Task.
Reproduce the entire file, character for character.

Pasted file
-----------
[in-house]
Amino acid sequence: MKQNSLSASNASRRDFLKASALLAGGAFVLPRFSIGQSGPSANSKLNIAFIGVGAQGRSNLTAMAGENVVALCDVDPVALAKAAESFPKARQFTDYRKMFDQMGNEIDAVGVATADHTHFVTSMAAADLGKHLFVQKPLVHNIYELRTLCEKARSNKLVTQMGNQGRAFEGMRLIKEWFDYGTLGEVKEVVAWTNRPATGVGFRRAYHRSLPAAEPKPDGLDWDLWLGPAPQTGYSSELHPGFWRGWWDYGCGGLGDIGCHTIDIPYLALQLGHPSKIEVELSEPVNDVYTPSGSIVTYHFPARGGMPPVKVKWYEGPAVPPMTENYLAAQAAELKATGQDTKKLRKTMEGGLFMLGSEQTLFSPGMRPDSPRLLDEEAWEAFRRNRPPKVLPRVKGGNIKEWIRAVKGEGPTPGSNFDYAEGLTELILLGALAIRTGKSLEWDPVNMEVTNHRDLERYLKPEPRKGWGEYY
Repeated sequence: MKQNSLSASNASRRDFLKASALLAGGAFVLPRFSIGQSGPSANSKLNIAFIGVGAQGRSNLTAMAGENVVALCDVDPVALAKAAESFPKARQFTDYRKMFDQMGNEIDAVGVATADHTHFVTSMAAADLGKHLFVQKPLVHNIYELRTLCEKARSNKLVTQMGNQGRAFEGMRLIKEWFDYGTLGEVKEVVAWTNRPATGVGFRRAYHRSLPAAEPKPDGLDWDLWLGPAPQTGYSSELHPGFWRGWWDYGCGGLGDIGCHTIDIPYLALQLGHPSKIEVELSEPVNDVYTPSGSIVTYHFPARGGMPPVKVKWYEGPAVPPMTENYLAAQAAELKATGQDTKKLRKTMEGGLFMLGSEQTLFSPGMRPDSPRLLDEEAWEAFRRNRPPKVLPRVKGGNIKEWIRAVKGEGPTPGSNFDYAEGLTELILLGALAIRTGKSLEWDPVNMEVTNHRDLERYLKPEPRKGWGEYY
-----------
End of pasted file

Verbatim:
[in-house]
Amino acid sequence: MKQNSLSASNASRRDFLKASALLAGGAFVLPRFSIGQSGPSANSKLNIAFIGVGAQGRSNLTAMAGENVVALCDVDPVALAKAAESFPKARQFTDYRKMFDQMGNEIDAVGVATADHTHFVTSMAAADLGKHLFVQKPLVHNIYELRTLCEKARSNKLVTQMGNQGRAFEGMRLIKEWFDYGTLGEVKEVVAWTNRPATGVGFRRAYHRSLPAAEPKPDGLDWDLWLGPAPQTGYSSELHPGFWRGWWDYGCGGLGDIGCHTIDIPYLALQLGHPSKIEVELSEPVNDVYTPSGSIVTYHFPARGGMPPVKVKWYEGPAVPPMTENYLAAQAAELKATGQDTKKLRKTMEGGLFMLGSEQTLFSPGMRPDSPRLLDEEAWEAFRRNRPPKVLPRVKGGNIKEWIRAVKGEGPTPGSNFDYAEGLTELILLGALAIRTGKSLEWDPVNMEVTNHRDLERYLKPEPRKGWGEYY
Repeated sequence: MKQNSLSASNASRRDFLKASALLAGGAFVLPRFSIGQSGPSANSKLNIAFIGVGAQGRSNLTAMAGENVVALCDVDPVALAKAAESFPKARQFTDYRKMFDQMGNEIDAVGVATADHTHFVTSMAAADLGKHLFVQKPLVHNIYELRTLCEKARSNKLVTQMGNQGRAFEGMRLIKEWFDYGTLGEVKEVVAWTNRPATGVGFRRAYHRSLPAAEPKPDGLDWDLWLGPAPQTGYSSELHPGFWRGWWDYGCGGLGDIGCHTIDIPYLALQLGHPSKIEVELSEPVNDVYTPSGSIVTYHFPARGGMPPVKVKWYEGPAVPPMTENYLAAQAAELKATGQDTKKLRKTMEGGLFMLGSEQTLFSPGMRPDSPRLLDEEAWEAFRRNRPPKVLPRVKGGNIKEWIRAVKGEGPTPGSNFDYAEGLTELILLGALAIRTGKSLEWDPVNMEVTNHRDLERYLKPEPRKGWGEYY